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A Champion of Change, LeBron's Foundation Invites Others to See How I PROMISE Program is Working

Gloria James on stage with Dave Lieberth and Wheaties box
Sarah Taylor
Gloria James shows off the new Wheaties cereal box that features her NBA star son, LeBron, along with LeBron James Family Foundation advisory board member Dave Lieberth.

Two Akron mothers say they have hope thanks to the I Promise School, the Akron Public School for at-risk students started with the LeBron James Family Foundation two years ago. They shared their stories Wednesday at an event that aims to spread the word about what’s working in Akron.

It included an appearance by the mother whose son started it all.

“I see so much of LeBron and myself in their situations,” Gloria James told the crowd at the Hilton Akron Fairlawn hotel, which hosted the first everI Promise Huddle.

Just before unveiling a Wheaties cereal box that features her son and I Promise School students, Gloria James reflected on her journey with LeBron.

"We’re living proof of the importance of community," she said.

She says that’s what got them through the hard times, when cereal was sometimes all she could afford.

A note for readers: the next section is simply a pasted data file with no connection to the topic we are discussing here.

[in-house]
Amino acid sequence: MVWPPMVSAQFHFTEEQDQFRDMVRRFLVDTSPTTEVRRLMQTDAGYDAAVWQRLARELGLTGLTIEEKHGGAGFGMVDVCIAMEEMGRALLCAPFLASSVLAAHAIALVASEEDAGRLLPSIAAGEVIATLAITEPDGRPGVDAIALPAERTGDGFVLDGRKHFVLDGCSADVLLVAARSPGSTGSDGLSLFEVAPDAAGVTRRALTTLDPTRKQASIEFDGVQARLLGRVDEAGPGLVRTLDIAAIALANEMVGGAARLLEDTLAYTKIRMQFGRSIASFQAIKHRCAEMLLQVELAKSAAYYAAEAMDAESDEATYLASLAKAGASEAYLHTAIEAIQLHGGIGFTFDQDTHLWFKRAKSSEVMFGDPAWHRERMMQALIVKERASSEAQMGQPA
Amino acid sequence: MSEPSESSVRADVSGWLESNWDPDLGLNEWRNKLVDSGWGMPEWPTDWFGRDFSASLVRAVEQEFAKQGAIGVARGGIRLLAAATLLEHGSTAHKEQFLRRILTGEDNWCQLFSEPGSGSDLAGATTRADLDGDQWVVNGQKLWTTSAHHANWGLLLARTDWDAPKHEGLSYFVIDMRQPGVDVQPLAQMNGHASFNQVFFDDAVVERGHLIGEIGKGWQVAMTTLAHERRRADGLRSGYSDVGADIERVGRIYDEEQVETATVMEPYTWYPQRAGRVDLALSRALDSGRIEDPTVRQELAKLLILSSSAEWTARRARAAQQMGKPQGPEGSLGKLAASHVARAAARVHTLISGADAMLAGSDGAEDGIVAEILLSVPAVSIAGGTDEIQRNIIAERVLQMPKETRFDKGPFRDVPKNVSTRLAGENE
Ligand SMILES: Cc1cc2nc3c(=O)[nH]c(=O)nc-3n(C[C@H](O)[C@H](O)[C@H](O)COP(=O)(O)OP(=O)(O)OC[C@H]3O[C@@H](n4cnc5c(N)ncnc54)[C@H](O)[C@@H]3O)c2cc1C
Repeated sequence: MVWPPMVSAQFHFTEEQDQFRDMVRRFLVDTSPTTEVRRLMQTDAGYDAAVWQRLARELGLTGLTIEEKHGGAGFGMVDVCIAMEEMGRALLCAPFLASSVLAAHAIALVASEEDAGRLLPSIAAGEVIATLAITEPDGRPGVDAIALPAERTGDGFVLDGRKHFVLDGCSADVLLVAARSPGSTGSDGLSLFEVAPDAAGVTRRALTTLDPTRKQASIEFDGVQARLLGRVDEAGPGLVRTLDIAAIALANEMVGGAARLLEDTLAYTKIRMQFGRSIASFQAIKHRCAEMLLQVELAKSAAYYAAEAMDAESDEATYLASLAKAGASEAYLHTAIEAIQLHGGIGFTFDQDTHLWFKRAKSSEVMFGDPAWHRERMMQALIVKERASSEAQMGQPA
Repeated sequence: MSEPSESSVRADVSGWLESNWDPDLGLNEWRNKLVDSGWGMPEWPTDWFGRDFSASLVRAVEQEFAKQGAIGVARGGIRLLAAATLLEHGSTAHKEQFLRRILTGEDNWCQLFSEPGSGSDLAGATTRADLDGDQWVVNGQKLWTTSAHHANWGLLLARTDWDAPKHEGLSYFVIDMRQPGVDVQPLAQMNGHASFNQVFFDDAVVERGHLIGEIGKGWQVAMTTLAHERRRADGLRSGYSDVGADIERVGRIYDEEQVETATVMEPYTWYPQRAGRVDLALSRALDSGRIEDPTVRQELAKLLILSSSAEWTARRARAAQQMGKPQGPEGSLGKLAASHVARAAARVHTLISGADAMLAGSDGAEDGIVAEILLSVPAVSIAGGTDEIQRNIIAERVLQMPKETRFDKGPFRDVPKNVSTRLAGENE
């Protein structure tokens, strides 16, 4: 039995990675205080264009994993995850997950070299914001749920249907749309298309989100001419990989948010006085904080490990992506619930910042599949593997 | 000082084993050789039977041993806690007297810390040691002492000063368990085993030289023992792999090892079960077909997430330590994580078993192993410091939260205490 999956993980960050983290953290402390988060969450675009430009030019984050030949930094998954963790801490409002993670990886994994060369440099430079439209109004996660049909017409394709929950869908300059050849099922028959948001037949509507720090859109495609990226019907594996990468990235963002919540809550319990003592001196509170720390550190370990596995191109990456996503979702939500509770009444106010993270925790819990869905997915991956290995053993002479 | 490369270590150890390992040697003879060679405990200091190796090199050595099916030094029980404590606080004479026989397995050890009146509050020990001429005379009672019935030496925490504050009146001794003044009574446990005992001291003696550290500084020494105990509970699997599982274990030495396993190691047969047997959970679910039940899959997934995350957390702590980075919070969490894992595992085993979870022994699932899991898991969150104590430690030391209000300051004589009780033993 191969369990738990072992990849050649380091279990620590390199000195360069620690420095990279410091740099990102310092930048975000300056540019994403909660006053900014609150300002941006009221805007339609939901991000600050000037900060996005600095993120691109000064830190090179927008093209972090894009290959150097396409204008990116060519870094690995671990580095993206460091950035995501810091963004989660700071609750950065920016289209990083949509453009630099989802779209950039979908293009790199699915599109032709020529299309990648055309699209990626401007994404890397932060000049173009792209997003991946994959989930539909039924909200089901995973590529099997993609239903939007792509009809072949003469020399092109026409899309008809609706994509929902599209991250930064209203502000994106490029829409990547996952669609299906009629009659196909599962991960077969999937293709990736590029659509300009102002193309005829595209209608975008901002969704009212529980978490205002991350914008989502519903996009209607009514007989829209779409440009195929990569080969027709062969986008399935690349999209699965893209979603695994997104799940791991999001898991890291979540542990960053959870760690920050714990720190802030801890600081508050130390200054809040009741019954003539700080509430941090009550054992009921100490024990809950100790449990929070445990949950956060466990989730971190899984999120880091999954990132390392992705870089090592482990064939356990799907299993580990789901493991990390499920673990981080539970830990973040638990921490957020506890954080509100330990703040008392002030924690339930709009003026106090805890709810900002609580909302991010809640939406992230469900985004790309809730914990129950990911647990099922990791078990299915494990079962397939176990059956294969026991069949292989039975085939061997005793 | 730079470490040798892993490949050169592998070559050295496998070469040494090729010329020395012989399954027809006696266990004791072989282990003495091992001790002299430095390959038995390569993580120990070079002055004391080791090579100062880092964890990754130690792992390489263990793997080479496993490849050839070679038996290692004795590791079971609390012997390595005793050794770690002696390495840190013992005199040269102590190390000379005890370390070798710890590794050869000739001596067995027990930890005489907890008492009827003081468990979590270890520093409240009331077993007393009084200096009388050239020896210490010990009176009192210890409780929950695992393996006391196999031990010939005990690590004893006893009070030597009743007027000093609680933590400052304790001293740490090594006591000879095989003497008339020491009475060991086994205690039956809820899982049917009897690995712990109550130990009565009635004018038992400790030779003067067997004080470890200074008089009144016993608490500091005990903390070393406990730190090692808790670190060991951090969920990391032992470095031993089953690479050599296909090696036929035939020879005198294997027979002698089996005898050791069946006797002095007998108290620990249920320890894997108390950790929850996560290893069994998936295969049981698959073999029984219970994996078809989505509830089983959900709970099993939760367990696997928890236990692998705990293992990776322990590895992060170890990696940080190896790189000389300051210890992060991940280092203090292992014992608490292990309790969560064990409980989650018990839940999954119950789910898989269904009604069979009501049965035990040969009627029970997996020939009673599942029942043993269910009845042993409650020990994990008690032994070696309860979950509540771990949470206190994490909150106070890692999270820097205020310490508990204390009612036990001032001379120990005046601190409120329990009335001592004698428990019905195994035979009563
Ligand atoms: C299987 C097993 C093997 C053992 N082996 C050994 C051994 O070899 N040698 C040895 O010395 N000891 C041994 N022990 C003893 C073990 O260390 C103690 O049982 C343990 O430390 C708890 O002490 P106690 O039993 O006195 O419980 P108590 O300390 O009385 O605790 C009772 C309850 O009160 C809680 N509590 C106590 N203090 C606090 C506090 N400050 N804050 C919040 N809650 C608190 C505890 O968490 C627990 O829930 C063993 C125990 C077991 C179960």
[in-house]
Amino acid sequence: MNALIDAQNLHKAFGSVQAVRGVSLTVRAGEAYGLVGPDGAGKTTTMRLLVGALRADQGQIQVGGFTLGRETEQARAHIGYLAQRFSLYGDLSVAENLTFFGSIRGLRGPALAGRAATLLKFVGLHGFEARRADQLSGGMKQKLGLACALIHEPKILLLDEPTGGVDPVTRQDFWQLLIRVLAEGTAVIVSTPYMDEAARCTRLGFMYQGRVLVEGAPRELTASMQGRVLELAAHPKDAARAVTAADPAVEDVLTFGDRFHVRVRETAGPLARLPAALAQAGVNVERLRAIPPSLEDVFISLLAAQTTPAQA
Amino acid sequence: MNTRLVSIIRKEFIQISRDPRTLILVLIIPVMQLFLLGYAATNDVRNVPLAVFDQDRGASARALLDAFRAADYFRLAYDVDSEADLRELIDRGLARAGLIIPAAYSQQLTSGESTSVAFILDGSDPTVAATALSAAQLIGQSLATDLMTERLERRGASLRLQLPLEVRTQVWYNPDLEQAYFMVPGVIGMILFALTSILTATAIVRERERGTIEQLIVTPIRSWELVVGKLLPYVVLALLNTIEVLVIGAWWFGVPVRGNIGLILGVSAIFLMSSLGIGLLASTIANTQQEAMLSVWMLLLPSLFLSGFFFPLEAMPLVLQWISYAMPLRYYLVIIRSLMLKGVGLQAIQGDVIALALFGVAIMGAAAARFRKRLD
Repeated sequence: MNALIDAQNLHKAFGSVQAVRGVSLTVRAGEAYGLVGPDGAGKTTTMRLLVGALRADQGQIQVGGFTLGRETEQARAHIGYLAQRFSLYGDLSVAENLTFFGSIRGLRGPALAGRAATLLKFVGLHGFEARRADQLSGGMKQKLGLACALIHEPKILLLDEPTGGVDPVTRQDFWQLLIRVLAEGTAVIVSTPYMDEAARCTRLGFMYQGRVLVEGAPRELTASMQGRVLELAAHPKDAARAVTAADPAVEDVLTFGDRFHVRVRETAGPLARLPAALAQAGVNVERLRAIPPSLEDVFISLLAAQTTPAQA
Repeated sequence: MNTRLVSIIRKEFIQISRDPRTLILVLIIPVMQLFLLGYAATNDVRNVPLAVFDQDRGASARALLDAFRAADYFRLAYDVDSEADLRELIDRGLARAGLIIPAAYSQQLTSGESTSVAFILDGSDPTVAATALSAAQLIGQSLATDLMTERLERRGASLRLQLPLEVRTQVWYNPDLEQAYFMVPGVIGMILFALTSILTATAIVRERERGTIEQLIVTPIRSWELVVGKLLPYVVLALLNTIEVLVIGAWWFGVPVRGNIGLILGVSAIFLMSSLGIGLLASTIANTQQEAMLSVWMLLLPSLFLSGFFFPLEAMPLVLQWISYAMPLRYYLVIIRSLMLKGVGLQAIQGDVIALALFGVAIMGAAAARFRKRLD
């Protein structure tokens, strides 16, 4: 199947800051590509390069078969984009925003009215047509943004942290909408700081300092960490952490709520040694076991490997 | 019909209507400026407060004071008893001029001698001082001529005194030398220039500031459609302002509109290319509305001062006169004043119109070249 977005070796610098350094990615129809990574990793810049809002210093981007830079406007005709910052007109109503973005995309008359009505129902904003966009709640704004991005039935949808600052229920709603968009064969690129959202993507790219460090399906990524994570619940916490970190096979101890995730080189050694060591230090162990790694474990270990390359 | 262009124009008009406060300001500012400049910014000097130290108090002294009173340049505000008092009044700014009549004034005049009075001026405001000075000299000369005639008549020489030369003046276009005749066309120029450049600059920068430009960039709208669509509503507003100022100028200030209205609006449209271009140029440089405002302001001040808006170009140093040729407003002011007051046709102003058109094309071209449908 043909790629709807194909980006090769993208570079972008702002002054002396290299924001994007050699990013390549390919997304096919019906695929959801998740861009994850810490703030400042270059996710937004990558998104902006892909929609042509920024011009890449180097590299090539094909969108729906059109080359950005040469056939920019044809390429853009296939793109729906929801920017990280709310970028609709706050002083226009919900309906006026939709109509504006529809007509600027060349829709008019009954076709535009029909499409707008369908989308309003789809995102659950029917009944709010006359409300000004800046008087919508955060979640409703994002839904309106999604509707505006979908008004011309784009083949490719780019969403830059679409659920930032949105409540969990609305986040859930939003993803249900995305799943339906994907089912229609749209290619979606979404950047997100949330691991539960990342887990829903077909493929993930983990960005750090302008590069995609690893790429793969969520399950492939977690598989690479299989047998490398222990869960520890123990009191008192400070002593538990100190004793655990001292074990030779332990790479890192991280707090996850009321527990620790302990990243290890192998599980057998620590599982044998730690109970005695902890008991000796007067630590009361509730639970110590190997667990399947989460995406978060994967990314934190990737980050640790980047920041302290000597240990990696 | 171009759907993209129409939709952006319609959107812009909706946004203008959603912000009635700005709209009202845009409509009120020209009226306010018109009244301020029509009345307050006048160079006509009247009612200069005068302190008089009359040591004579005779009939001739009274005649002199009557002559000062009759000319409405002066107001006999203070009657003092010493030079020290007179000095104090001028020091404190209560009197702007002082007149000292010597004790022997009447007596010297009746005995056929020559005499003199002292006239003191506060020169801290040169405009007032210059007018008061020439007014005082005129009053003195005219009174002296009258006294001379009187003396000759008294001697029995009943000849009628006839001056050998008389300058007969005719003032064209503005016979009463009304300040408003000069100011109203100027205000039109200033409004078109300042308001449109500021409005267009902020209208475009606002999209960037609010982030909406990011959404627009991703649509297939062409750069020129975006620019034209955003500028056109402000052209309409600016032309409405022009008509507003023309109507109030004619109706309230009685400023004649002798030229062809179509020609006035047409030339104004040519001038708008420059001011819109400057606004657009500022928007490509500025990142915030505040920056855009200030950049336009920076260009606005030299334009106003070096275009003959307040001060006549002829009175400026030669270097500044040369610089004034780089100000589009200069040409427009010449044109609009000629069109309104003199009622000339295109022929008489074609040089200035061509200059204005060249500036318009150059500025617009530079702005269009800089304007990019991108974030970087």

LeBron’s foundation lives by the motto: "We Are Family." Ciara Debruce sees the impact on her daughter LaRiyah, a fifth-grader at the I Promise School.

“Beforehand, she was very reserved. It was easy for her to quit, give up, walk away. After, she was more determined than ever just not to quit," Debruce said. "So even when she knows she's having a hard time, sometimes she'll step away, but she'll always get back to it. And her scores went up tremendously."

Parent Latoya Taylor, whose family is the first to live at the I Promise Village, has seen a similar change in her son, Henry, also a fifth-grader at the I Promise School.

"He wants to go to school. Before, he hated it," she said.

The foundation is hosting the Huddle with Stand Together as they work to share efforts to help not only students, but families, put their lives on a new path.

A Northeast Ohio native, Sarah Taylor graduated from Miami University in Oxford, Ohio where she worked at her first NPR station, WMUB. She began her professional career at WCKY-AM in Cincinnati and spent two decades in television news, the bulk of them at WKBN in Youngstown (as Sarah Eisler). For the past three years, Sarah has taught a variety of courses in the School of Journalism and Mass Communication at Kent State, where she is also pursuing a Master’s degree. Sarah and her husband Scott, have two children. They live in Tallmadge.